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The solar eclipse: how to observe it safely

The solar eclipse: how to observe it safely

Did you know that on April 8, a rare and amazing event will take place? Yes, a total solar eclipse will be observable in certain regions of Quebec, Ontario and the Atlantic provinces. At New Look, we don't sell protective products, however, we do have a few best practices to share with you to protect your eyes from the possible damage of observing the eclipse, while still enjoying the moment!

What is a solar eclipse?

This year we are lucky to experience this rare occasion of a total solar eclipse, but what does that mean? A total solar eclipse is when the moon completely covers the sun making the sky darken significantly and the sun becomes visible around the edges of the moon.

Where? When? How?

This phenomenon will be observable on April 8, between 11:43 a.m. and 4:52 p.m., lasting from 45 seconds to over four minutes. In Canada, it will be visible between approximately 2 p.m. and 4 p.m.

During this time, parts of some countries will be briefly immersed in darkness, to the delight of countless observers. Did you know that it's been over 50 years since the last total solar eclipse, and that the next one won't happen for another 80 years? It's an EXTREMELY rare phenomenon! Many partial eclipses have taken place in Canada, but it goes without saying that many of you will want to observe this special event. And we can understand why! 

What are the related risks?

During an eclipse, infrared rays are particularly dangerous. They can burn the retina and cause serious, even permanent, eye damage, leading to irreversible vision loss (blindness).

The harmful effects of exposure to the Sun during an eclipse may not be immediate, and eye damage may appear hours after exposure. It's important to note that these lesions are insidious, as they cause no pain. It only takes a few seconds to cause damage.

Recommendations for observing the eclipse

  1. Use quality sun filters that meet ISO 12312-2 standards and never look directly at the Sun without protection.
  2. Avoid the use of optical instruments (such as binoculars, cameras or telescopes) without appropriate filters, and follow the recommended instructions for use.
  3. If you experience discomfort or symptoms after observation, consult an eye health professional promptly.
  4. Do not view the eclipse through any viewing device without the appropriate filters. The majority of welding masks do not have a sufficient filter to observe the eclipse.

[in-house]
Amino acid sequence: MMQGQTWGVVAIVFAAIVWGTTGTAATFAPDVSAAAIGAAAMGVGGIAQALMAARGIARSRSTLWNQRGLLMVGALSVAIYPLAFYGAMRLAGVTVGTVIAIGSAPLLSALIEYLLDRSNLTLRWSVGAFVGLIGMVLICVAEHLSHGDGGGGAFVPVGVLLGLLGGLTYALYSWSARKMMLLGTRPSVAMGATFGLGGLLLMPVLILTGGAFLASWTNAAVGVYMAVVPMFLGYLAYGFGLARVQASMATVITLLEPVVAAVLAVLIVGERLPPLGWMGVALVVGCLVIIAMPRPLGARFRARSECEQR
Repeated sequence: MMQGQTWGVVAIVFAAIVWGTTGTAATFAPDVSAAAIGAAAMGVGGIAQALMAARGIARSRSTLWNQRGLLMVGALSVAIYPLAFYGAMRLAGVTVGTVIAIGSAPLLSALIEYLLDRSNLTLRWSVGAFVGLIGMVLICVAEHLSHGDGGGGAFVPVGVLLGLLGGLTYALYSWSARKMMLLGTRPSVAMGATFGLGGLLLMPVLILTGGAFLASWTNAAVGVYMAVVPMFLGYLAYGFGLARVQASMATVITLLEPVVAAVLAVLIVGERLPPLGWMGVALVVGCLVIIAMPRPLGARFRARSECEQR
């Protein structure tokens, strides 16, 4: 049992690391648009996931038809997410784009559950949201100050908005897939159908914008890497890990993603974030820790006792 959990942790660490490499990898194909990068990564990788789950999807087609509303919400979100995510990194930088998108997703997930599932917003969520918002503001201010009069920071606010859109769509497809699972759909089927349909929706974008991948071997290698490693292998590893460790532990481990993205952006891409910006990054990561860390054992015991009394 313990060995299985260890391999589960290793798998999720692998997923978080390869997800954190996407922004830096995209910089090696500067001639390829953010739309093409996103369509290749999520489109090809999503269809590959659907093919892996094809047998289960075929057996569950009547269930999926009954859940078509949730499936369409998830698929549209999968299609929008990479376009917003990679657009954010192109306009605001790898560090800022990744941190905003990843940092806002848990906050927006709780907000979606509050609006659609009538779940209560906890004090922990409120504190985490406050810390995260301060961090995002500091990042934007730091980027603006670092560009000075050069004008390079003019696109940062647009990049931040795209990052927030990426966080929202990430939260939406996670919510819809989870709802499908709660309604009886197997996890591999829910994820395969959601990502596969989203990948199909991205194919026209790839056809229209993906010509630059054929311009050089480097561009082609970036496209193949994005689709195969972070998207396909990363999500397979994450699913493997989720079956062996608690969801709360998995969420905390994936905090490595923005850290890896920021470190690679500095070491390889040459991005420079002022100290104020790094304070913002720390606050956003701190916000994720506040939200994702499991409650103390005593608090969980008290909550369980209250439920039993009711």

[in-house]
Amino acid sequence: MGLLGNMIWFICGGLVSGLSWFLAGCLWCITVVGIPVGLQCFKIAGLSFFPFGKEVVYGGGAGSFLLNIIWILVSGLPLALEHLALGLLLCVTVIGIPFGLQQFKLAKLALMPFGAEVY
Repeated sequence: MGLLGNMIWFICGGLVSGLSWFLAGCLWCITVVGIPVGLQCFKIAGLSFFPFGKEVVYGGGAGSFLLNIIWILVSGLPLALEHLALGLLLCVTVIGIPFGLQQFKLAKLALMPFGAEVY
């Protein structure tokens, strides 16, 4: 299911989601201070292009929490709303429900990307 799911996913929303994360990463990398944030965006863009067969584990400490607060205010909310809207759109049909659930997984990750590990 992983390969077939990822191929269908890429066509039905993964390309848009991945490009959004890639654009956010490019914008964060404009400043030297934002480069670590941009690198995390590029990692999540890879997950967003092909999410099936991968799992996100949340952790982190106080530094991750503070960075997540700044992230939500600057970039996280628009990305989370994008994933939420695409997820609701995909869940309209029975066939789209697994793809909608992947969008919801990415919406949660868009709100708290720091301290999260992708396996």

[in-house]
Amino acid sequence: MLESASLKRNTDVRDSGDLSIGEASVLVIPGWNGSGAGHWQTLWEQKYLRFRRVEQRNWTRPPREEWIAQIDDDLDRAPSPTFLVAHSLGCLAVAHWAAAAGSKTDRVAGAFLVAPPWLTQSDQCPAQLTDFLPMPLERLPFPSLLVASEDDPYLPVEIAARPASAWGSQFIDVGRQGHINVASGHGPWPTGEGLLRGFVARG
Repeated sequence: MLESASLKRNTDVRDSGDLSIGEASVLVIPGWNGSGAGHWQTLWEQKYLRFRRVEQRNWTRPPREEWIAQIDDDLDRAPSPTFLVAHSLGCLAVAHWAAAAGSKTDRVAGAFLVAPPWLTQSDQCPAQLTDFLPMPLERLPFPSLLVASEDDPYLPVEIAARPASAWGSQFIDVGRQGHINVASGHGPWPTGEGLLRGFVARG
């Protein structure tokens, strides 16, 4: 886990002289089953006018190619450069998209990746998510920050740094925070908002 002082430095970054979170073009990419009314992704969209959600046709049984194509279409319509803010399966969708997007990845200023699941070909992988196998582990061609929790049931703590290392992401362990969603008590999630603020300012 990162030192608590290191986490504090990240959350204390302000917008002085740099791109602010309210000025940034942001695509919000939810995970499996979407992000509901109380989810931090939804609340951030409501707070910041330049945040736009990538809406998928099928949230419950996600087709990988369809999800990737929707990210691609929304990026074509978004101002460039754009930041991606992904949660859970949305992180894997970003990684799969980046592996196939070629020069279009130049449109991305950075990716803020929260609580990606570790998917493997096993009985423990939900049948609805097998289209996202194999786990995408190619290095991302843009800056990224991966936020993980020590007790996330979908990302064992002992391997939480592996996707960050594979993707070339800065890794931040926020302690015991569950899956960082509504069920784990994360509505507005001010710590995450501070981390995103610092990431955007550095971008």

How to choose the right filters for a solar eclipse?

Looking to buy filters? Here are our tips for choosing the right product, often in the form of disposable cardboard glasses.

  1. ISO-12312-2 safety standard: Make sure that the solar filters are marked as complying with the ISO-12312-2 standard.

  2. Manufacturer Reputation: Opt for solar filters made by reputable and respected companies in the field of astronomy. See the Éclipse Québec website to make an informed purchase.

  3. Quality materials: Choose solar filters made from optical-grade materials, such as special polymers.

  4. Tint Uniformity: Check that the filter tint is uniform. Variations in tint can cause uneven transmission of sunlight, compromising eye protection.

  5. Proper Size: Make sure the sunscreen filters are large enough to completely cover your eyes and do not let light through around the edges.

  6. Clear instructions for use: Choose sunscreens that come with clear instructions for use. Follow these instructions carefully to ensure correct and safe use. Wearing these filters also requires carefully following the accompanying instructions. Note that children will need increased supervision during eclipses, as they may not fully understand the risks involved and may not follow recommended wearing instructions.

For more information, visit the Canadian Association of Optometrists website.

By following these tips, you'll be protecting your eyes, while taking part in the experience. And for more advice, consult your optometrists at New Look. Happy viewing!

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